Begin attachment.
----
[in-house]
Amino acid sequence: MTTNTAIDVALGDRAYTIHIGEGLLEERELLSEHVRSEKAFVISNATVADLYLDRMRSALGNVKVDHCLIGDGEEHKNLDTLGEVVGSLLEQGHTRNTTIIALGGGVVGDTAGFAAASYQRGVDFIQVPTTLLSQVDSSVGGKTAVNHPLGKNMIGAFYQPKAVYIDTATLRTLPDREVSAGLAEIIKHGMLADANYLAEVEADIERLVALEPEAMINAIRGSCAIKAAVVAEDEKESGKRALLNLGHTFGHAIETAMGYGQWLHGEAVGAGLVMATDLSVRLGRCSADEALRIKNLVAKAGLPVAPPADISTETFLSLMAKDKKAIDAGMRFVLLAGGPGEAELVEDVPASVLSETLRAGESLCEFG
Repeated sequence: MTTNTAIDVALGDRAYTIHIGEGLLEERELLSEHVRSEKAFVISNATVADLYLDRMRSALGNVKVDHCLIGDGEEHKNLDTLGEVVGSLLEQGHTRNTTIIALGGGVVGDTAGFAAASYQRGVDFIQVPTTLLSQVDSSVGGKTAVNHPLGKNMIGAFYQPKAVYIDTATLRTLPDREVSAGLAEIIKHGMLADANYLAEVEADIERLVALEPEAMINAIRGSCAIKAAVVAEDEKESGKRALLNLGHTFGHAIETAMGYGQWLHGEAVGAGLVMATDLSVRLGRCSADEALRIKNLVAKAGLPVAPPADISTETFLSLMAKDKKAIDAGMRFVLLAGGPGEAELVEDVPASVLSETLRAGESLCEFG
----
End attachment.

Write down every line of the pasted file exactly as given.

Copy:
[in-house]
Amino acid sequence: MTTNTAIDVALGDRAYTIHIGEGLLEERELLSEHVRSEKAFVISNATVADLYLDRMRSALGNVKVDHCLIGDGEEHKNLDTLGEVVGSLLEQGHTRNTTIIALGGGVVGDTAGFAAASYQRGVDFIQVPTTLLSQVDSSVGGKTAVNHPLGKNMIGAFYQPKAVYIDTATLRTLPDREVSAGLAEIIKHGMLADANYLAEVEADIERLVALEPEAMINAIRGSCAIKAAVVAEDEKESGKRALLNLGHTFGHAIETAMGYGQWLHGEAVGAGLVMATDLSVRLGRCSADEALRIKNLVAKAGLPVAPPADISTETFLSLMAKDKKAIDAGMRFVLLAGGPGEAELVEDVPASVLSETLRAGESLCEFG
Repeated sequence: MTTNTAIDVALGDRAYTIHIGEGLLEERELLSEHVRSEKAFVISNATVADLYLDRMRSALGNVKVDHCLIGDGEEHKNLDTLGEVVGSLLEQGHTRNTTIIALGGGVVGDTAGFAAASYQRGVDFIQVPTTLLSQVDSSVGGKTAVNHPLGKNMIGAFYQPKAVYIDTATLRTLPDREVSAGLAEIIKHGMLADANYLAEVEADIERLVALEPEAMINAIRGSCAIKAAVVAEDEKESGKRALLNLGHTFGHAIETAMGYGQWLHGEAVGAGLVMATDLSVRLGRCSADEALRIKNLVAKAGLPVAPPADISTETFLSLMAKDKKAIDAGMRFVLLAGGPGEAELVEDVPASVLSETLRAGESLCEFG